When it comes to breast implants, there are a lot of choices to make. First, you need to decide what type of implant you want. There are different types of silicone implants, and other important specifications such as shape, size, and projection. You and your surgeon also need to decide how and in which layers of tissue the implant will be placed. This blog post will explain all of these choices so that you can make the best decision!
When you are ready to create your dream breasts, contact us for a consultation with double board-certified surgeon Dr. Wendie Grunberg of Alluring Aesthetics. She will work with you to tailor your breast augmentation to your specific wants and needs. Patients in San Antonio, TX, love their results after surgery with Dr. Grunberg; you will, too!
- 1 Different Implant Types
- 2 What is Capsular Contracture?
- 3 Projection
- 4 How Big Should I Go?
- 5 Implant Placement: Submuscular vs. Subglandular
- 6 Incision Type: Inframammary vs. Periareolar
- 7 The Bosom Line
- 8 References
Different Implant Types
At Alluring Aesthetics, Dr. Grunberg provides different implant types that will yield the best results. These results are breasts with a natural look and feel, gorgeous cleavage, and a shape that holds up over time, which is why she offers silicone implants with or without fat grafting, and the hot new gummy bear implants.
Silicone implants are the most popular type of implant used by surgeons today. Introduced in 1962, by the 1980s, the FDA noticed a pattern with silicone breast augmentation patients who were ill with similar symptoms. Then, in 1992, the FDA removed silicone breast implants from the market. Fourteen years later, in 2006, the FDA re-approved silicone implants, and recent advances have resulted in silicone implants that are safer than ever. Today, research is ongoing so that we can ensure that silicone implants continue to be safe for our patients. The rate of disease related to ruptured silicone implants today is minimal, and Dr. Grunberg only uses implants that are FDA-approved.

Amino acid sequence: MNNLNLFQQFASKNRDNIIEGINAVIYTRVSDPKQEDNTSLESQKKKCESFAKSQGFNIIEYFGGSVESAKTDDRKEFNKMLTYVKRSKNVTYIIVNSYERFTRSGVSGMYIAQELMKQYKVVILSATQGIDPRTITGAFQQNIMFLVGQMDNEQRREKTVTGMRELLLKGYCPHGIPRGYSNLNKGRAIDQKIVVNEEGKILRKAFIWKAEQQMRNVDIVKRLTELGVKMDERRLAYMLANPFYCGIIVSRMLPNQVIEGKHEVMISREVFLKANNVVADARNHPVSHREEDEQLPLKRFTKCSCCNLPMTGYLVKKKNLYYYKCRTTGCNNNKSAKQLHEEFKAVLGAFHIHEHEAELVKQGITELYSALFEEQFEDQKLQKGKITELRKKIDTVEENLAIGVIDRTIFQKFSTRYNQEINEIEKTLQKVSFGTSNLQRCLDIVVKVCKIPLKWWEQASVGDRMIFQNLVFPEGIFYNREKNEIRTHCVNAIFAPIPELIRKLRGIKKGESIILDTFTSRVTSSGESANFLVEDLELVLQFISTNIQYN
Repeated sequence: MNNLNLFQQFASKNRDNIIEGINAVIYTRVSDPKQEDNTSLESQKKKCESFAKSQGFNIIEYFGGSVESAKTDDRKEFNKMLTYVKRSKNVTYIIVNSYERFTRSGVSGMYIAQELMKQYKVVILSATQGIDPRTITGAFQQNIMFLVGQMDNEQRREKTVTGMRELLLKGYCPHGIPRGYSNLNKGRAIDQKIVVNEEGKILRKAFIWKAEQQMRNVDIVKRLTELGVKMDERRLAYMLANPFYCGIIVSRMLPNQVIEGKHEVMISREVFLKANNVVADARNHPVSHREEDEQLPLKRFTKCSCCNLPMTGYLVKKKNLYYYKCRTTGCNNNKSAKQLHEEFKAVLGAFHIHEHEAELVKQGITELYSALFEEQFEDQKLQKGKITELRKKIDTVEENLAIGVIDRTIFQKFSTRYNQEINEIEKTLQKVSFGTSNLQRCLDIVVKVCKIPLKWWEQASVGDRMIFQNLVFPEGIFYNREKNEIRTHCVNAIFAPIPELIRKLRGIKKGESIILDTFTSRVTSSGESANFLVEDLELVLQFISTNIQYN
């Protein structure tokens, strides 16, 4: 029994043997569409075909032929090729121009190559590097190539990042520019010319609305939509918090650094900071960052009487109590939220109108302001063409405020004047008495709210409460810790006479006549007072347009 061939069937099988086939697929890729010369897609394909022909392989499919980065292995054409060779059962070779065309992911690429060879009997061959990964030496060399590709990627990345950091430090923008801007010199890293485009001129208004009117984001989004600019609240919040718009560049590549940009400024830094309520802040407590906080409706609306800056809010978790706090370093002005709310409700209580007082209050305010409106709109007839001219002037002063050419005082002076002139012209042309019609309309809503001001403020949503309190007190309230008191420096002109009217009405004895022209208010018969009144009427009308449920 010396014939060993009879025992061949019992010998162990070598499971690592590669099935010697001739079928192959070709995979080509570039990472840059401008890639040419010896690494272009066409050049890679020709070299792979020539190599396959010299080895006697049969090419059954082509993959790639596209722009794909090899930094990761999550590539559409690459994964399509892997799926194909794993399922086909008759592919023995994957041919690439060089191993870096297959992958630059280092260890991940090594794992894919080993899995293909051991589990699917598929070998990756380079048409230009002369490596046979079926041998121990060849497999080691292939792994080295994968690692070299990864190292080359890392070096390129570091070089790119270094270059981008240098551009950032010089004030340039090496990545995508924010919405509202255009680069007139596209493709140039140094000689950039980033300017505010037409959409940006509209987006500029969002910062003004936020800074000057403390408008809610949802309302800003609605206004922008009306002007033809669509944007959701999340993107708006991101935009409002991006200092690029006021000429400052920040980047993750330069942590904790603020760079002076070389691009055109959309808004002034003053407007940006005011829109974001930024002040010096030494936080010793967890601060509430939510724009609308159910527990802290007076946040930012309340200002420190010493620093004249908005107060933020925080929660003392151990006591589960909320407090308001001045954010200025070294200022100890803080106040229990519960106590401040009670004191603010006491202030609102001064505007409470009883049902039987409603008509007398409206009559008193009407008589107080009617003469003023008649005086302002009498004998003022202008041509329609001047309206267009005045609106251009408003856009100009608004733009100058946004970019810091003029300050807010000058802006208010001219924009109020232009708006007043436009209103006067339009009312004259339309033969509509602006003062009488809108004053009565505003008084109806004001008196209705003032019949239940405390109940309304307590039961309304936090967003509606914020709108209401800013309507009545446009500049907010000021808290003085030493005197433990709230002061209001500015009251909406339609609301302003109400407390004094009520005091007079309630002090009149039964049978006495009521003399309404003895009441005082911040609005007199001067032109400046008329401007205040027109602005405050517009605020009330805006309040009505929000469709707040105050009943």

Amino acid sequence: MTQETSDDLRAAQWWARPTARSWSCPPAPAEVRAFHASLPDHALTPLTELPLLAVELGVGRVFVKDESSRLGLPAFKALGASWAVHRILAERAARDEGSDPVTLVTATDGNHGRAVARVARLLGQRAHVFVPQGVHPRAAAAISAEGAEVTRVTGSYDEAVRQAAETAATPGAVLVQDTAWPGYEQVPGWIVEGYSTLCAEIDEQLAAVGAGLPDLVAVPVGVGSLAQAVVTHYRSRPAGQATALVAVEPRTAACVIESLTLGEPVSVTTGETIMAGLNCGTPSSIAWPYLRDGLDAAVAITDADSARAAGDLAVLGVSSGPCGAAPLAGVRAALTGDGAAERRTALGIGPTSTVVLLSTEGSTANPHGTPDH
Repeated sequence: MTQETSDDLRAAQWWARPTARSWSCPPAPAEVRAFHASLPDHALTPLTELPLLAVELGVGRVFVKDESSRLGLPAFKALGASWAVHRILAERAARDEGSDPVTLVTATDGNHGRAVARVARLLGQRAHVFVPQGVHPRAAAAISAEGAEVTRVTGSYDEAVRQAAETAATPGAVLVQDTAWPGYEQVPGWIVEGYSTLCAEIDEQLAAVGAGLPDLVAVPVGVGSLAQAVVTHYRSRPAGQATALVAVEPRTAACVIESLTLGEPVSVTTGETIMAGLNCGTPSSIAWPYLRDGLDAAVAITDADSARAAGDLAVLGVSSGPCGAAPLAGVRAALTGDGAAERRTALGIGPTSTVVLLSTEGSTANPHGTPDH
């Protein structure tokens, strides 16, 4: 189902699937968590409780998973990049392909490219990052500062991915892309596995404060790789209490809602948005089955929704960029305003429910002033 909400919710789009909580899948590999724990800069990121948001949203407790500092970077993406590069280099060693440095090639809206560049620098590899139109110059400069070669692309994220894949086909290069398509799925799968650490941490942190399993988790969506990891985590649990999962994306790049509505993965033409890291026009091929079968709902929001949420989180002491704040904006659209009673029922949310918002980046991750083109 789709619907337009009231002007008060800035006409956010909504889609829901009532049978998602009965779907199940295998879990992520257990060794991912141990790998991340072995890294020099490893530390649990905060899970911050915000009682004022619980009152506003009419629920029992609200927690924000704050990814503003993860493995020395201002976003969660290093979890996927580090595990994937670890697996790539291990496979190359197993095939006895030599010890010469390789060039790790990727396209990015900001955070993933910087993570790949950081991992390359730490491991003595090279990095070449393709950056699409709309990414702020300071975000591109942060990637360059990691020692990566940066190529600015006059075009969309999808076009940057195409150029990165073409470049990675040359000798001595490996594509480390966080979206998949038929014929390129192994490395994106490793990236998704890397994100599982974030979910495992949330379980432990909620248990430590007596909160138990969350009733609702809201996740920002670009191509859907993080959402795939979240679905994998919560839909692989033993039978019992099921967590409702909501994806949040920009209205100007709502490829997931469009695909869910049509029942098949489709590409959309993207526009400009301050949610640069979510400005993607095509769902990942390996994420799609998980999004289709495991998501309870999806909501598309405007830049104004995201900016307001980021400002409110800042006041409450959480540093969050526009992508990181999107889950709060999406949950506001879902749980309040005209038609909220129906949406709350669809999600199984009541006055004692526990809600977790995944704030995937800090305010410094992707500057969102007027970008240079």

A Cohesive Solution
The implants Dr. Grunberg offers her patients are pre-filled with a cohesive gel, which means there is less chance for leakage should the patient experience rupture. In addition, with silicone implants, a gel that stays in place means the silicone has less chance of migrating to other parts and causing any symptoms.
If you are looking for a very natural look and feel, gummy bear implants may be the right choice for you. These implants are made of a firm silicone gel, so they retain their shape. These implants can provide years of beautiful lift for patients with minimal skin laxity at the time of the operation. And, the firm gel allows for more dramatic projection with a smaller implant. Additionally, some implants have a textured surface, which helps them stay in place.
Dr. Grunberg has devised a unique method of combining implants and fat grafting, which creates gorgeous cleavage in patients who may end up with an unwanted gap between their breasts otherwise.
What is Capsular Contracture?
You may have heard this term used concerning implants, but what is it exactly? Capsular contracture is when the naturally-occurring capsule of scar tissue that forms around the implant begins to contract; this can cause pain and deformity, and it may require revision surgery to correct. Capsular contracture is the number one complication after breast augmentation surgery.